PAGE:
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The mistaken belief that an intact hymen and bleeding during first intercourse are 'proof' of virginity is a myth that has been perpetuated for centuries. We bust this and other misconceptions, and look at health issues that can affect the hymen.
The hymen is a thin mucous membrane that partially covers the opening to the vagina, until it is either torn or stretched. In normal circumstances, it doesn't cover the opening completely - if it did, menstrual blood couldn't escape. There are exceptions, but more of them later. It is usually a crescent moon-shaped fringe of tissue, but can vary in shape, size, thickness and elasticity. And some women are born without one.
Just like the appendix, the hymen is not thought to have a specific physiological function. Many animals have them too including dogs, horses, bats and frogs.
"It has been suggested that having a rim of tissue around the vaginal opening, particularly during infancy, may offer some protection against bacterial infection, but the truth is we just don't know," says consultant gynaecologist, Tania Adib. Adib runs the vulval disorders clinic at Queen's Hospital in Essex and has experience of hymen disorders.
In some cases, congenital abnormalities of the hymen can cause health issues that require treatment:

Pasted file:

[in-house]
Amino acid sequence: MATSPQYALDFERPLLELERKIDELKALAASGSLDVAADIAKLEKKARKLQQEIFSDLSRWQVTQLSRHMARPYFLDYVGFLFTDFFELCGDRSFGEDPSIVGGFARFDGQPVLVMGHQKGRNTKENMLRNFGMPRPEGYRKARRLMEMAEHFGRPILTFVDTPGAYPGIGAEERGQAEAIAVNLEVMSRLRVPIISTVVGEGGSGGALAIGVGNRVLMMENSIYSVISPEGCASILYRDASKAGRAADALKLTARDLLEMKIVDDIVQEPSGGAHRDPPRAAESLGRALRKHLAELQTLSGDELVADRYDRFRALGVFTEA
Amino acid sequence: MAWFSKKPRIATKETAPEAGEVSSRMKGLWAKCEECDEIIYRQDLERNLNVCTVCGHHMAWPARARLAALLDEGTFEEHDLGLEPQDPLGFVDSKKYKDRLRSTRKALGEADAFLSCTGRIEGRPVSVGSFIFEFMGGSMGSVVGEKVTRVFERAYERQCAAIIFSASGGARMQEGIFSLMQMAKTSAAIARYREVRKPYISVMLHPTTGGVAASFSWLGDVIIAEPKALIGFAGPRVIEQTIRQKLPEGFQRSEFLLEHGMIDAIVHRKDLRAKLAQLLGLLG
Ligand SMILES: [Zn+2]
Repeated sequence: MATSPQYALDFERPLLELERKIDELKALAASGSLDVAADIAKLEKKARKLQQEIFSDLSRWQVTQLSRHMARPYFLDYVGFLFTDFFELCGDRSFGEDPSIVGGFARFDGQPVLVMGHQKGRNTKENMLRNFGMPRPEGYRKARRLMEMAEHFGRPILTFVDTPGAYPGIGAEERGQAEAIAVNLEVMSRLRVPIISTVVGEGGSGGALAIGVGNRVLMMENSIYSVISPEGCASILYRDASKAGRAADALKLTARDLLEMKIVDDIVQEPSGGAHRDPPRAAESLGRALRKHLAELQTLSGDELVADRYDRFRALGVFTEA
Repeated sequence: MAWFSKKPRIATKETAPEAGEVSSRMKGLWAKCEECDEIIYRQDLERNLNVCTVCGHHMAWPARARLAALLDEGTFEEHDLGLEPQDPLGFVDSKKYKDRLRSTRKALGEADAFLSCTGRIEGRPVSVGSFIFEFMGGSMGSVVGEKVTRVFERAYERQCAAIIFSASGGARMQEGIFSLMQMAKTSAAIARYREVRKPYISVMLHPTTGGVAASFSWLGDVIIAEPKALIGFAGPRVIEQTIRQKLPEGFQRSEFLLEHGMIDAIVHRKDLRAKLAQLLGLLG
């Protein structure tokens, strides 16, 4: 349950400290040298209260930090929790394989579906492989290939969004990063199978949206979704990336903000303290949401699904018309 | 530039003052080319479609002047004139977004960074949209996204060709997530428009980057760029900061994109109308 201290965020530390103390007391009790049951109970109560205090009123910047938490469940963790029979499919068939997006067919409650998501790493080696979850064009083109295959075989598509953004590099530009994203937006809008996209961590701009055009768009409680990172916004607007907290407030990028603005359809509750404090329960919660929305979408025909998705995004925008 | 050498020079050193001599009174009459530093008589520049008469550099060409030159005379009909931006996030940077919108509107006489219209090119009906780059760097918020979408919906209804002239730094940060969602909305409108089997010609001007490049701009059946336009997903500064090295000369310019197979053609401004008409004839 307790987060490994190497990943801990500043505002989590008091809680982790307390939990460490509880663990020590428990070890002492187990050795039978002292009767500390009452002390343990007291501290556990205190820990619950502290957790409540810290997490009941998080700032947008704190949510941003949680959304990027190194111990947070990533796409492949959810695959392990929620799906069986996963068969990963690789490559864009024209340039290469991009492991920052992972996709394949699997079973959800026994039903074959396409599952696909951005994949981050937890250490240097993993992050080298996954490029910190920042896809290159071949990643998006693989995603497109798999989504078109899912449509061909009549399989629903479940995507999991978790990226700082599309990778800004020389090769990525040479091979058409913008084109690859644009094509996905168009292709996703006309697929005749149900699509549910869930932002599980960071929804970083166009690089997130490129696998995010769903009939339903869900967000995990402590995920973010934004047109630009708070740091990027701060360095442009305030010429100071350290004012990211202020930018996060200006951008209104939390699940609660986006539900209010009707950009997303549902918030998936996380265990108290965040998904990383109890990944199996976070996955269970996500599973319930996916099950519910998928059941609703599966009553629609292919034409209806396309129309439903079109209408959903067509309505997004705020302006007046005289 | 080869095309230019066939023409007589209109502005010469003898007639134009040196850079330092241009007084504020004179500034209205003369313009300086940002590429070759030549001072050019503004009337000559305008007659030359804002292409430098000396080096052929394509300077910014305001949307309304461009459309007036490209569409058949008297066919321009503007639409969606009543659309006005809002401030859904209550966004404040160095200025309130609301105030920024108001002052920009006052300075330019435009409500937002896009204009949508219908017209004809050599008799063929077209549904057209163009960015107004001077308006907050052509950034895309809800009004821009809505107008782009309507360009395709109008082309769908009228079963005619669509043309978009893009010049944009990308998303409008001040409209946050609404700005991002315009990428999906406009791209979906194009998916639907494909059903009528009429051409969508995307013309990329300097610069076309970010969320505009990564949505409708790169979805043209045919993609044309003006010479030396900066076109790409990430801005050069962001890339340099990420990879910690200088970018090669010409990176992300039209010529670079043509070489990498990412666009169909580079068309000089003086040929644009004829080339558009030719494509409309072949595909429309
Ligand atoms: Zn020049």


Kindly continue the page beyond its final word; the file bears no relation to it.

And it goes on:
- An imperforate hymen has no opening and completely seals off the vagina.
- A microperforate hymen has a very small opening that allows menstrual blood flow, but may cause difficulties when inserting and/or removing tampons.
- A septate hymen means the entrance to the vagina has two small holes with a thin band of tissue running through the middle.
In addition to imperforate, microperforate and septate types, the hymenal tissue may form a ring around the vaginal entrance, fold in on itself, or have several tiny holes rather than one.
"An imperforate hymen is when there's a membrane at the entrance to the vagina that closes it off, so when a girl starts having periods the blood is retained and the whole vaginal area swells up and it looks like a bulging bluish membrane," Adib explains. "It's not that common a condition. Septate and imperforate hymens require surgery, which is a simple procedure."
Sometimes vaginal dilators are used after surgery to make sure the vaginal opening doesn't close back up and psychosexual therapy may be appropriate in some cases.
Emily Cole discovered she had a septate hymen when she was 16 and tried unsuccessfully to use tampons for the first time.
"I did what any teenager would do and turned to Google," she says. "As soon as I read that having a septate hymen would require surgery, I decided to put it off as I didn't have a boyfriend and figured I was fine not using tampons. I met my boyfriend (now husband) when I was 20 years old. After about a month of dating, I realised that I was going to have to deal with my hymen. I finally worked up the courage to go to the gynaecologist and she confirmed the diagnosis."
Emily then had surgery to remove the excess hymenal tissue.